The Schneeberg (“snow mountain”) often becomes visible on the horizon from where I live.

Across the Neusiedler See lake. On my train commute to Vienna.

It is the highest mountain of Lower Austria and the easternmost peak above 2000 m of the Alps – and thus, worth a visit.

The Train(s)

From Vienna’s main railway station, it’s 30 minutes to Wiener Neustadt, then nearly an hour on the small local train to Puchberg am Schneeberg.

Those not good on foot can get up the mountain taking the well-known cog railway.

Fast mountain runners have competed “man vs. machine” and tried to be faster than the famously slow (but not to be underestimated*) train.

If you are slower but good on foot, you can take the Cog-Railway-Trail (Zahnradbahn-Wanderweg) at your own speed, as I did.

The trail is a nice discovery tour, and good for fitness – and it could be connected with a bit of pleasure, too…

The Trail

First off, there is a tiny path right next to the tracks, then the path goes through a little village onto forest road hiking trails.

With very few interruptions, it is a constant uphill. Only sometimes do flat or downhill sections interrupt the slog up.

One regularly starts wondering if the tracks aren’t somewhere completely different by now, only to notice them just slightly further down the slope.

This way, the trail goes up, mainly through forest, past the Hengsthütte and, already quite a bit along, the Baumgartner train stop.

The Baumgartner Hütte (hut) here is famous for their “Schneebergbuchteln,” a pillowy yeast pastry. The calories from those would be good, but they might slow down the further ascent.

Having walked through that stop, the trail becomes considerably more alpine; it starts to become steeper and rocky.

A bit further up again, the trail crosses the rail tracks and climbs on truly rocky paths, first between trees, then above the tree line between dwarf conifers, rail tunnels upslope becoming visible.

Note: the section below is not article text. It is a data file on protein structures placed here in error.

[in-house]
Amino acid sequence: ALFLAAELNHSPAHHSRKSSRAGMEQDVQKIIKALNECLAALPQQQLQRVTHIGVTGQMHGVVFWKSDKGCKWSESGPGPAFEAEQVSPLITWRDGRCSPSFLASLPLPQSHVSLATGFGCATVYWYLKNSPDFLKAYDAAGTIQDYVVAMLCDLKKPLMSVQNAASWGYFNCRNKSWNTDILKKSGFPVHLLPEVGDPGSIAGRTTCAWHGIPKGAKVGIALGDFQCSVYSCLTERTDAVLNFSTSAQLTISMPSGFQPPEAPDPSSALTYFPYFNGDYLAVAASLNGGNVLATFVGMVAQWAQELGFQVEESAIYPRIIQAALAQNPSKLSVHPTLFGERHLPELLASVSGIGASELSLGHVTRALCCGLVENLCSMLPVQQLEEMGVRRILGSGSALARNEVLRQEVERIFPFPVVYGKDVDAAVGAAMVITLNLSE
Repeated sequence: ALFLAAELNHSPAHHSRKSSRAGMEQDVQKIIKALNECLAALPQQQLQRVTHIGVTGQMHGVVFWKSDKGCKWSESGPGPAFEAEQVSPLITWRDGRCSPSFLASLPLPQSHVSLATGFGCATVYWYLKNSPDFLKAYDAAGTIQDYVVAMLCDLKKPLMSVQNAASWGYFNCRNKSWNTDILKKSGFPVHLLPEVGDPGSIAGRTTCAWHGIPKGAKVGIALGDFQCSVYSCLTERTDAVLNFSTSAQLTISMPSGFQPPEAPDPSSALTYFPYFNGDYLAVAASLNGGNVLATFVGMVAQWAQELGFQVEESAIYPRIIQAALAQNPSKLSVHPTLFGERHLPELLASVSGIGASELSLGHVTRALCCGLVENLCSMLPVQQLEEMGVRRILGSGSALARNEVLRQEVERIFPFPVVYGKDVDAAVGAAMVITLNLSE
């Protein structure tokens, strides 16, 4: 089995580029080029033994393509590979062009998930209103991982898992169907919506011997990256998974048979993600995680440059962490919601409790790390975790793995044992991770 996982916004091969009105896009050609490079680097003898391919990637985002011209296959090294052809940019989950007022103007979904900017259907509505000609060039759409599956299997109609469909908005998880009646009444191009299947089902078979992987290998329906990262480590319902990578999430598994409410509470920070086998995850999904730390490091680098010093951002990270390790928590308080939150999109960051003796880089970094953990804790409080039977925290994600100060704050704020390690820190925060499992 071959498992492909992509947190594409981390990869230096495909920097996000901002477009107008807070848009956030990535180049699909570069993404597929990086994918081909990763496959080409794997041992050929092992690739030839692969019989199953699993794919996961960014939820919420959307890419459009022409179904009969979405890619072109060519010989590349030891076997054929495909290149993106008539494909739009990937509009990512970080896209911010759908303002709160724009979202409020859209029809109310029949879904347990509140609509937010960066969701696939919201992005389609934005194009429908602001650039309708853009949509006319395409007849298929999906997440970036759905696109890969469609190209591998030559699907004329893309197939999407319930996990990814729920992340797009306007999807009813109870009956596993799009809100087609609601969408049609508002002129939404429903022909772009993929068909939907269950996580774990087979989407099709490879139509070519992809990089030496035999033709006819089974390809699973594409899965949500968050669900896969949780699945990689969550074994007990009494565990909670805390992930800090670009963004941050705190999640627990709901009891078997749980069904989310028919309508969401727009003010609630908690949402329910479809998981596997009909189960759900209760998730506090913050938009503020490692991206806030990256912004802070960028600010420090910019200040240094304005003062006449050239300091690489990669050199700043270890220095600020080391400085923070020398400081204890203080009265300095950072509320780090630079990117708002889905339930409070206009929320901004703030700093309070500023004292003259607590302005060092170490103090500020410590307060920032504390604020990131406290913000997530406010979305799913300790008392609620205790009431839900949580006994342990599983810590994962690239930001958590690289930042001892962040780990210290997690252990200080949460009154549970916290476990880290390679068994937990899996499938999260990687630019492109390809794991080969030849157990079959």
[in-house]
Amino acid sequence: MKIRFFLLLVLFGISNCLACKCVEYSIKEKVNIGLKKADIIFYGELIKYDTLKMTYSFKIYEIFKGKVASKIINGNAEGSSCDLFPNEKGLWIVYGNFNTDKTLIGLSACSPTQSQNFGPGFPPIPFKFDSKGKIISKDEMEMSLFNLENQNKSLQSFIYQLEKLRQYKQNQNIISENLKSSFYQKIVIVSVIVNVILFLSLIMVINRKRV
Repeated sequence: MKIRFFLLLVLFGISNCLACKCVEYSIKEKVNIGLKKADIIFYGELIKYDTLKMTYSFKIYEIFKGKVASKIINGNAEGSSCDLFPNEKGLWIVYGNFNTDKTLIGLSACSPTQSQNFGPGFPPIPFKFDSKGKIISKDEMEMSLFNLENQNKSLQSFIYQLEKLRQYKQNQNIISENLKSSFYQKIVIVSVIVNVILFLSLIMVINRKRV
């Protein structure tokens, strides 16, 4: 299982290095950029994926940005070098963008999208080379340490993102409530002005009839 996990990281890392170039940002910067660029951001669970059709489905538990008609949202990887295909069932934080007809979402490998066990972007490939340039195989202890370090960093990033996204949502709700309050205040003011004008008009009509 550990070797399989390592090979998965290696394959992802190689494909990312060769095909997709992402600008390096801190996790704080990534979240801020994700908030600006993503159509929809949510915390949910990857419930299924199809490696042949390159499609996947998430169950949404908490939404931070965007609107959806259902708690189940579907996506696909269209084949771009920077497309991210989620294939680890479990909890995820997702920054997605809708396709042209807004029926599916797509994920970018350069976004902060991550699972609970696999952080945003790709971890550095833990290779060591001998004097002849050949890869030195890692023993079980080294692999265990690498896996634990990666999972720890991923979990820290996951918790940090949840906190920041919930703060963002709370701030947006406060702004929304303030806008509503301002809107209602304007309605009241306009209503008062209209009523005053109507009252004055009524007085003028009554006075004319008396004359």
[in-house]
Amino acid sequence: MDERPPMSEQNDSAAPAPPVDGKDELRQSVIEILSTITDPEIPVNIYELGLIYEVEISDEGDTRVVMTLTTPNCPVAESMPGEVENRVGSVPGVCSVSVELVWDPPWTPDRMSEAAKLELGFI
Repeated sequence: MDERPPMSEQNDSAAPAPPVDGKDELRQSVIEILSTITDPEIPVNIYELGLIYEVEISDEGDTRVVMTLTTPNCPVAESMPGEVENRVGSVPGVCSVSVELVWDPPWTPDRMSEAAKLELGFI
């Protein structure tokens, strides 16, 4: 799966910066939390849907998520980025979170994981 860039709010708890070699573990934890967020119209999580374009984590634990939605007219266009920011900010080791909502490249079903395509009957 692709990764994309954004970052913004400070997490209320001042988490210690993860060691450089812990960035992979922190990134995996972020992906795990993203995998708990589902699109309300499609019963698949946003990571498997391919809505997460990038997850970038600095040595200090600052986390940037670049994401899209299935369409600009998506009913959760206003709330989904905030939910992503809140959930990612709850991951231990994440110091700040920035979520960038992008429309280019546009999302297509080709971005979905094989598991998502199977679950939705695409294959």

There is still more climbing to do up to the Elisabethkirchlein and then finally, past it, to the Bergbahnhof Hochschneeberg (the “train station high snow mountain”), but it does not feel as bad as all the distance and elevation already walked before.

Located at 1800 m above sea level, this “railway station” is the highest in Austria.

From up here, the views into the east go far, to Vienna and across the Neusiedler See lake.

The view from the Schneeberg towards the east
The view from the Schneeberg towards the east

That change in perspective alone was a reason I wanted to finally climb this mountain. For once, I was not looking up and over to the mountain, but in reverse.

The Peak

Not high enough for you? If you want to get further up – or to continue on a different path – you can continue on to the real peak of the Schneeberg.

Past the Damböckhaus, the path continues on surprisingly flat ground to the trail that goes up to the actual peak, the Klosterwappen.

The 2076 m altitude are being put to rather curious use, though; the peak not only holds a cross, but also a signal relay station.

The view is still interesting, far as it goes all around.

On the one hand, again into the flat land around Vienna and the Neusiedler See, but also deeper into the Alps – and including in the direction of Kaiserbrunn, where I ran downhill.

It’s not only the physicality and the wide views that are interesting, it’s also the view at the immediate surroundings and back into history.


The changes in vegetation around and surface underfoot which happen during the 15 km in distance and 1500 m of ascent are very noticeable.

It would be a good, comfortable place in which to make more pauses and actually use a guidebook to find out just what plants are around.

Certainly, it works well to see which plants one knows and how the mountain landscape changes with altitude.

Of course, the Schneeberg, as a mountain so close to Vienna, has its history, too.

Especially with a (metaphorical and literal) view to the cog railway. It will have been around for 125 years in 2022, during which time the Schneeberg has been a popular tourist destination.

*Even with the classical steam engine, the Schneebergbahn only takes 90 minutes for the 10 km distance of the track up. They may feel like walking speed, but require quite the good pace in running to beat. The steam train only operates sometimes, the now-regular diesel trains only need 40 minutes for the ascent!